Informed consent is an obligatory requirement for research participation1. The process of informed consent states that certain measures must be followed to ensure a research participant has made an informed decision about their participation in a research study2,3. Consent for research should be voluntary, informed, and understood by the consenting individual who must also be competent to do so. In the case of neonatal research informed consent is acquired from parent(s)/guardian(s) of a patient.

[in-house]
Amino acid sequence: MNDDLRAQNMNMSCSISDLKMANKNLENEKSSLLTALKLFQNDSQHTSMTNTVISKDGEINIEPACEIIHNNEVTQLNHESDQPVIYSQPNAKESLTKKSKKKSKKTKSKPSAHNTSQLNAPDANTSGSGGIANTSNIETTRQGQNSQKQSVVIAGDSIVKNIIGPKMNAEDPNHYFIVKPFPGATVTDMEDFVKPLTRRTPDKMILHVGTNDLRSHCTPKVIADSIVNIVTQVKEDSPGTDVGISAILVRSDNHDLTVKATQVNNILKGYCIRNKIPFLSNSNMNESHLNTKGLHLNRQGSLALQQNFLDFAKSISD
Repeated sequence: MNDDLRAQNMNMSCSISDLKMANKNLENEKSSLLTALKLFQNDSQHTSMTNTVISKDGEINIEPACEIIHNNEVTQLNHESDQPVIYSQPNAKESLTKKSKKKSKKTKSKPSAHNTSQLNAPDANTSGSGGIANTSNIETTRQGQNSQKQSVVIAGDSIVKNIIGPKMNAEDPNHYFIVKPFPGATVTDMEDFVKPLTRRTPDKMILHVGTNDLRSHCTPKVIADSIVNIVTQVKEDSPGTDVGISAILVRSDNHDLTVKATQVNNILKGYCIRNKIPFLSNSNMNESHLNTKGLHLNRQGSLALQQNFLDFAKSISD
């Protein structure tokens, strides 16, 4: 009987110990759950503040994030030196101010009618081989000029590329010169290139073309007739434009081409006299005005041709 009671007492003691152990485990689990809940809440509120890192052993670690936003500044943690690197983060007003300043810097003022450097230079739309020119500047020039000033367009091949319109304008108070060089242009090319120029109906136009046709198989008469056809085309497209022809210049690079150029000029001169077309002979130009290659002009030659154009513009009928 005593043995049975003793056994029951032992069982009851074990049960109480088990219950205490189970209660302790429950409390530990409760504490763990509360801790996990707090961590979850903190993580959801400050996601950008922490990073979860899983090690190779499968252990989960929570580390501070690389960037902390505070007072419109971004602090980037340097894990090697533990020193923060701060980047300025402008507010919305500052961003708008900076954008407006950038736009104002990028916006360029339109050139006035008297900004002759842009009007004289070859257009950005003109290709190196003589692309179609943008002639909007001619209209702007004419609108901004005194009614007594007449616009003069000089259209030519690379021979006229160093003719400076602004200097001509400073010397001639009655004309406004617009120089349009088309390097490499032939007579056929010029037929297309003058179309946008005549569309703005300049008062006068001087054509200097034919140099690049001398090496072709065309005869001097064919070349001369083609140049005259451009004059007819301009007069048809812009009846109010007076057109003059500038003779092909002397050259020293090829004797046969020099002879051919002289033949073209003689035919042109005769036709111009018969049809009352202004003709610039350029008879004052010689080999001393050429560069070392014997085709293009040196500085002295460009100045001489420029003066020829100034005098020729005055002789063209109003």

• Clozapine Patients at the Interface between Primary and Secondary Care.

    Barrett, Marita; Keating, Anna; Lynch, Deirdre; Scanlon, Geraldine; Kigathi, Mary; Corcoran, Fidelma; Sahm, Laura J (Pharmacy, 2018-02-26)